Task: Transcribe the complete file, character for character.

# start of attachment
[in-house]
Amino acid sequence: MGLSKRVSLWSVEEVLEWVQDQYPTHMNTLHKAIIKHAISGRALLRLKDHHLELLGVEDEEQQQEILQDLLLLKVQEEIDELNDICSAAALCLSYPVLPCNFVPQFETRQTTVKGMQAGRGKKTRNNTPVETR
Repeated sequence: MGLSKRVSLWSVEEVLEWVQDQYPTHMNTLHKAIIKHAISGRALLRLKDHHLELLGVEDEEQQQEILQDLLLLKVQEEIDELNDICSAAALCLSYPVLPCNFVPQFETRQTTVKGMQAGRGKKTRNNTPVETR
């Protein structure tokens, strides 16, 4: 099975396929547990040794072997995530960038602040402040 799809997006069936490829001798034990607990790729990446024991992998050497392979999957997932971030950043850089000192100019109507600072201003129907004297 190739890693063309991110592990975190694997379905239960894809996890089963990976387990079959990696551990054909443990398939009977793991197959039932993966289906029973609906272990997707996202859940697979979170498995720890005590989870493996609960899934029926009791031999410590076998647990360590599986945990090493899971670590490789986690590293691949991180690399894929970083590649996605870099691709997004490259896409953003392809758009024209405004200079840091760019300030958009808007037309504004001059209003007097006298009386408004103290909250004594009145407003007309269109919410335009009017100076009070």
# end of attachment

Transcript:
[in-house]
Amino acid sequence: MGLSKRVSLWSVEEVLEWVQDQYPTHMNTLHKAIIKHAISGRALLRLKDHHLELLGVEDEEQQQEILQDLLLLKVQEEIDELNDICSAAALCLSYPVLPCNFVPQFETRQTTVKGMQAGRGKKTRNNTPVETR
Repeated sequence: MGLSKRVSLWSVEEVLEWVQDQYPTHMNTLHKAIIKHAISGRALLRLKDHHLELLGVEDEEQQQEILQDLLLLKVQEEIDELNDICSAAALCLSYPVLPCNFVPQFETRQTTVKGMQAGRGKKTRNNTPVETR
């Protein structure tokens, strides 16, 4: 099975396929547990040794072997995530960038602040402040 799809997006069936490829001798034990607990790729990446024991992998050497392979999957997932971030950043850089000192100019109507600072201003129907004297 190739890693063309991110592990975190694997379905239960894809996890089963990976387990079959990696551990054909443990398939009977793991197959039932993966289906029973609906272990997707996202859940697979979170498995720890005590989870493996609960899934029926009791031999410590076998647990360590599986945990090493899971670590490789986690590293691949991180690399894929970083590649996605870099691709997004490259896409953003392809758009024209405004200079840091760019300030958009808007037309504004001059209003007097006298009386408004103290909250004594009145407003007309269109919410335009009017100076009070």